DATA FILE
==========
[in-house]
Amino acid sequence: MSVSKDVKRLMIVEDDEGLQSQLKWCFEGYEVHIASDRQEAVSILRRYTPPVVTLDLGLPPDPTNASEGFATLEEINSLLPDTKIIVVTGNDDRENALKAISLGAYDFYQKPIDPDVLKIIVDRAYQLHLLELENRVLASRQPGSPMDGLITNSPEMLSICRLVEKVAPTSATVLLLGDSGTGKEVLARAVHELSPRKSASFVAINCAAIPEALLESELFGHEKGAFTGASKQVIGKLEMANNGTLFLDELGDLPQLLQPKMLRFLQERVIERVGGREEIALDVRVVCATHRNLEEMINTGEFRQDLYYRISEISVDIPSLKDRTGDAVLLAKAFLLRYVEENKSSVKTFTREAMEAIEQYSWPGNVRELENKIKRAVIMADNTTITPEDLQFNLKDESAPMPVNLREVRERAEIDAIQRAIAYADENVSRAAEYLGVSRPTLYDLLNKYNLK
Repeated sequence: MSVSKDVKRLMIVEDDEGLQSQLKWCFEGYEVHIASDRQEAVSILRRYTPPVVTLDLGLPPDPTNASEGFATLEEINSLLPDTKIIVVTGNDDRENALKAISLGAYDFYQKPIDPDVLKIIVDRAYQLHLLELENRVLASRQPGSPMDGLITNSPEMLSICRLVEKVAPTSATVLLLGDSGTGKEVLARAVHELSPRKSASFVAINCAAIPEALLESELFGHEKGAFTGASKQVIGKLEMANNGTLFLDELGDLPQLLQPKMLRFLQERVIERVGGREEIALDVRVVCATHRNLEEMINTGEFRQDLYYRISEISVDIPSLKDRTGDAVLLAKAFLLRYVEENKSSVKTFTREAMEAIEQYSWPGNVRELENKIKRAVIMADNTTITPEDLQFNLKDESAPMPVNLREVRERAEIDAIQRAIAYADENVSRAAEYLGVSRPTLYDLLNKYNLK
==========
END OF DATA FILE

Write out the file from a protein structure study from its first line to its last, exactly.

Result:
[in-house]
Amino acid sequence: MSVSKDVKRLMIVEDDEGLQSQLKWCFEGYEVHIASDRQEAVSILRRYTPPVVTLDLGLPPDPTNASEGFATLEEINSLLPDTKIIVVTGNDDRENALKAISLGAYDFYQKPIDPDVLKIIVDRAYQLHLLELENRVLASRQPGSPMDGLITNSPEMLSICRLVEKVAPTSATVLLLGDSGTGKEVLARAVHELSPRKSASFVAINCAAIPEALLESELFGHEKGAFTGASKQVIGKLEMANNGTLFLDELGDLPQLLQPKMLRFLQERVIERVGGREEIALDVRVVCATHRNLEEMINTGEFRQDLYYRISEISVDIPSLKDRTGDAVLLAKAFLLRYVEENKSSVKTFTREAMEAIEQYSWPGNVRELENKIKRAVIMADNTTITPEDLQFNLKDESAPMPVNLREVRERAEIDAIQRAIAYADENVSRAAEYLGVSRPTLYDLLNKYNLK
Repeated sequence: MSVSKDVKRLMIVEDDEGLQSQLKWCFEGYEVHIASDRQEAVSILRRYTPPVVTLDLGLPPDPTNASEGFATLEEINSLLPDTKIIVVTGNDDRENALKAISLGAYDFYQKPIDPDVLKIIVDRAYQLHLLELENRVLASRQPGSPMDGLITNSPEMLSICRLVEKVAPTSATVLLLGDSGTGKEVLARAVHELSPRKSASFVAINCAAIPEALLESELFGHEKGAFTGASKQVIGKLEMANNGTLFLDELGDLPQLLQPKMLRFLQERVIERVGGREEIALDVRVVCATHRNLEEMINTGEFRQDLYYRISEISVDIPSLKDRTGDAVLLAKAFLLRYVEENKSSVKTFTREAMEAIEQYSWPGNVRELENKIKRAVIMADNTTITPEDLQFNLKDESAPMPVNLREVRERAEIDAIQRAIAYADENVSRAAEYLGVSRPTLYDLLNKYNLK